14. Murder by Candlelight

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“In his essay, “The Decline of the English Murder,” George Orwell opined that the classic period of English homicide began about 1850 and died away circa 1925.  Reading the piece some years ago, I found myself inclined to disagree.”

Murder by Candlelight, Michael Knox Beran

Bought this book with no prior knowledge of it, wooed by the delightful cover and the bitchin' title.  As you all know, I am a big fan of historical true crime, and should it happen to be British, all the better.  This book, which covers some classic true crime of the early nineteenth century (all British, bien sur), and also includes some ruminations on the meaning of true crime, diversions on Thomas De Quincy and Thomas Carlyle, and Romanticism versus Rationalism, should have been the bee’s knees.

BUT.  It is SUCH a weird book.  Like, it’s sort of hard for me to understand how it got published.  As we have already affirmed, great concept, great title, sure.  But the writing is SO GODDAMNED WEIRD.  It’s baroque, and bloated, and Beran is totally full of himself and his own opinions.  He writes like he is this major cultural figure to whom we should all bow.  And I am pretty well-read, but I have never heard of him.  I just don’t understand the editor, who, upon reading this manuscript didn’t either red pencil the shit of out this book, or, more likely, tell Beran that maybe this wasn’t going to work out.  And I bought this in PAPERBACK.  So someone decided that after the hardcover run, more people would be interested??? Publishing is weird.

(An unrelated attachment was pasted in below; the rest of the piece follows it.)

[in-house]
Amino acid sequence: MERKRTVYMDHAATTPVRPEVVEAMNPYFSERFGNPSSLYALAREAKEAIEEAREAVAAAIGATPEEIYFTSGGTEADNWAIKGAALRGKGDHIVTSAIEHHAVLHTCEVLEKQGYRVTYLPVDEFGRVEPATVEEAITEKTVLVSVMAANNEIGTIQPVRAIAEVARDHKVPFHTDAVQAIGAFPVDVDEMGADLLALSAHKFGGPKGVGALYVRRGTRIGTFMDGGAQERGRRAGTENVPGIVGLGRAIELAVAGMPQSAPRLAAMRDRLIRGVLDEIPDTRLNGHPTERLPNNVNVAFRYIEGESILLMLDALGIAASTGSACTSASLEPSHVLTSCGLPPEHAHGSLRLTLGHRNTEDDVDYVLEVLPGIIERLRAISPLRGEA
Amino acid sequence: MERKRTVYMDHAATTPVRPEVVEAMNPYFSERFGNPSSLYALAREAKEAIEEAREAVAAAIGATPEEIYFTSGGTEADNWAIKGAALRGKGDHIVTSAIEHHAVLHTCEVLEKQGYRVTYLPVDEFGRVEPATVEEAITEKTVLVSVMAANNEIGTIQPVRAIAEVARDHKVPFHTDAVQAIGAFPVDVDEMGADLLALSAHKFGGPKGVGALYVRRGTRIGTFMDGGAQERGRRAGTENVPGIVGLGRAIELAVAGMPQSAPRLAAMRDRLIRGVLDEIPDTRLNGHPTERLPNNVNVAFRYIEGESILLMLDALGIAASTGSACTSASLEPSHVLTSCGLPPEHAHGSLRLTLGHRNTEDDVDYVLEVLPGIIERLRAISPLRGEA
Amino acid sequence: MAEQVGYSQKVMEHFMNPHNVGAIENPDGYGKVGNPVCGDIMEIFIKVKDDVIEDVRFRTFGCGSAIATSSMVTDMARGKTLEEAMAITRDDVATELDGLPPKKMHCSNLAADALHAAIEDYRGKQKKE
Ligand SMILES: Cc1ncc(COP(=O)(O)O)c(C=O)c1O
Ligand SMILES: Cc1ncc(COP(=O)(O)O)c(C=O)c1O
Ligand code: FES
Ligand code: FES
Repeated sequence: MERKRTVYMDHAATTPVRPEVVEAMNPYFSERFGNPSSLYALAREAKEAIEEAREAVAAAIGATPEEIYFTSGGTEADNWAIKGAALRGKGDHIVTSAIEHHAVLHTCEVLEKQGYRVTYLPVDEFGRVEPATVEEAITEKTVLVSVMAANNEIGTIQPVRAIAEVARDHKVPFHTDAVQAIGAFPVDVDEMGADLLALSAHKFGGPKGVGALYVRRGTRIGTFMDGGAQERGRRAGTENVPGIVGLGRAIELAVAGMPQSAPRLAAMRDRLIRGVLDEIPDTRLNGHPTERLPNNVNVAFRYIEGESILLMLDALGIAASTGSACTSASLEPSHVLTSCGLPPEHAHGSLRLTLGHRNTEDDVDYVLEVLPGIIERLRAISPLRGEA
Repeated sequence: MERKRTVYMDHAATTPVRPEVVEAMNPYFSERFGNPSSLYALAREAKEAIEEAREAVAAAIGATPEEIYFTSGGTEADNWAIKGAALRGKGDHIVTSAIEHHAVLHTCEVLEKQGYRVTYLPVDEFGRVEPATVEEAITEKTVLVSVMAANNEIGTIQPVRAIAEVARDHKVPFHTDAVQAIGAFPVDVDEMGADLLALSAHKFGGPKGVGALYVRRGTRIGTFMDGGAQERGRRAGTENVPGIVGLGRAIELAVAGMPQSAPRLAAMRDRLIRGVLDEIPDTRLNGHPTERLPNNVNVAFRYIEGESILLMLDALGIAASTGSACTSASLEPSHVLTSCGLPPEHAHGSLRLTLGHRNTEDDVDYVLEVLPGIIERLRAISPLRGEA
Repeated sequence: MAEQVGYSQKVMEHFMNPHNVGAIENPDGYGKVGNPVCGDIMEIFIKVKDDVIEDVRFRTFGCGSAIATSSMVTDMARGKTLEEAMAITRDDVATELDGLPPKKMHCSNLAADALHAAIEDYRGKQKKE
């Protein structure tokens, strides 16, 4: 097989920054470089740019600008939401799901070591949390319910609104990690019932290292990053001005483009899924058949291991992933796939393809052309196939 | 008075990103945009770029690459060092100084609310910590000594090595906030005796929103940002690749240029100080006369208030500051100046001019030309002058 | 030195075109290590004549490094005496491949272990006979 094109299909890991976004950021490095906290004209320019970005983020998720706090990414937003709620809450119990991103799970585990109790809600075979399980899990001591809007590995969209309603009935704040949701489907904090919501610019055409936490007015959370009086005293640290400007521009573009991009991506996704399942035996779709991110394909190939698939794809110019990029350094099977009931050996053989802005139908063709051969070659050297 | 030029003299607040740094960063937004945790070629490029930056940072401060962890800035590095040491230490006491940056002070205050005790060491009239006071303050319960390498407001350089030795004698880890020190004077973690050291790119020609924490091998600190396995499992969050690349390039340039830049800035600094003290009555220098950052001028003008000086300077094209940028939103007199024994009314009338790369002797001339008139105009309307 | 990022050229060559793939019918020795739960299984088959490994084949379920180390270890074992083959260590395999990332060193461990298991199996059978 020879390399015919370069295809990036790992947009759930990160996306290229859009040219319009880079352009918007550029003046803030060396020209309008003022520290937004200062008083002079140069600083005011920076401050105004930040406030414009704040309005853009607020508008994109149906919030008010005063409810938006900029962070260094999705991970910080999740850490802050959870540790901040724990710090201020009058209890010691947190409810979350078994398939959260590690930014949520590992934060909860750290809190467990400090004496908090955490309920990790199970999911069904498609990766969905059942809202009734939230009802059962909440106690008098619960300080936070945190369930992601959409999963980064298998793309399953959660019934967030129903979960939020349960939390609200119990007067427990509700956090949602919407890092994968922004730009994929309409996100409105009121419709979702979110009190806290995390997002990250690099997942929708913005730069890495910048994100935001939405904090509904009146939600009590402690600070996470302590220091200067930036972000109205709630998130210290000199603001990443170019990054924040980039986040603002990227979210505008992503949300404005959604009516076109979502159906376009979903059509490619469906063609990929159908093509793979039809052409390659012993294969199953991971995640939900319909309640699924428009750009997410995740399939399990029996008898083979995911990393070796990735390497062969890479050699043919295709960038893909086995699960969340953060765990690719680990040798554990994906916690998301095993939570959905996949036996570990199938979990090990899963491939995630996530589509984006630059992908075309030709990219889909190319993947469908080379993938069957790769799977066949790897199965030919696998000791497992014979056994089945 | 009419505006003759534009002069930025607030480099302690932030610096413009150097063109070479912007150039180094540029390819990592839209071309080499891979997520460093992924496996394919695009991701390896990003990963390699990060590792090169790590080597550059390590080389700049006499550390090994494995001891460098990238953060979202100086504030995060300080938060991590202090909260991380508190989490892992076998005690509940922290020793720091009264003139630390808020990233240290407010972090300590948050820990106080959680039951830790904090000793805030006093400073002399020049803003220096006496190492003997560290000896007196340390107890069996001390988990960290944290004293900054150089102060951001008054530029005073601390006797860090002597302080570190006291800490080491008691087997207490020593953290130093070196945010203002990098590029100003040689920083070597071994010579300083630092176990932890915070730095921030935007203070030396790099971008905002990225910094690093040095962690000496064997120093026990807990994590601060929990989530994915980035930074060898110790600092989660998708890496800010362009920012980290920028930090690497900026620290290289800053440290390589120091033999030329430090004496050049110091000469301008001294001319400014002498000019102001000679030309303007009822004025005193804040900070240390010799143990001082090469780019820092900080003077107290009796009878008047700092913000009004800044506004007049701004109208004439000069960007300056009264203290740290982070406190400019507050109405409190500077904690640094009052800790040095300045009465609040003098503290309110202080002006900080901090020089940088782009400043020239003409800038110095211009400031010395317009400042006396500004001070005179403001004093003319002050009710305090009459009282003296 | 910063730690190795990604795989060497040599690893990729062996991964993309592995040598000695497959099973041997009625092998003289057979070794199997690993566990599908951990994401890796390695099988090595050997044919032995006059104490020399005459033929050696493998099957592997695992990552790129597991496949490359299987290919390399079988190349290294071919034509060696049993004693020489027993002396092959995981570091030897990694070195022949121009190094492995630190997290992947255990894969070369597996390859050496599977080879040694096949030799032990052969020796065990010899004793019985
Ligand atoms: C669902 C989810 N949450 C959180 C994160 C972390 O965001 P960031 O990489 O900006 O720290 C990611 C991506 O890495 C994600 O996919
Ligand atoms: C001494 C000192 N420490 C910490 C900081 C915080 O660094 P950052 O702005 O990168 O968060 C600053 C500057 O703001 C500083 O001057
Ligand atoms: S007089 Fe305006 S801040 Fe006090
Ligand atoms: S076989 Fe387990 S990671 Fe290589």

Let me clarify - it’s not terrible, just unnecessary.  And for a 239 page paperback about brutal murders it took me a looooong time to finish.  Lots of picking up and putting down again.  It’s just very self-indulgent, and I’m not convinced that Behan is some one I need to indulge.  Can only be recommended if you are desperate for murder by candlelight, and even then, I think I can recommend some better books.  (The Maul in the Pear Tree, just off the top of my head - which covers one of the murders Behan writes about here).

© Carrie Dunsmore 2017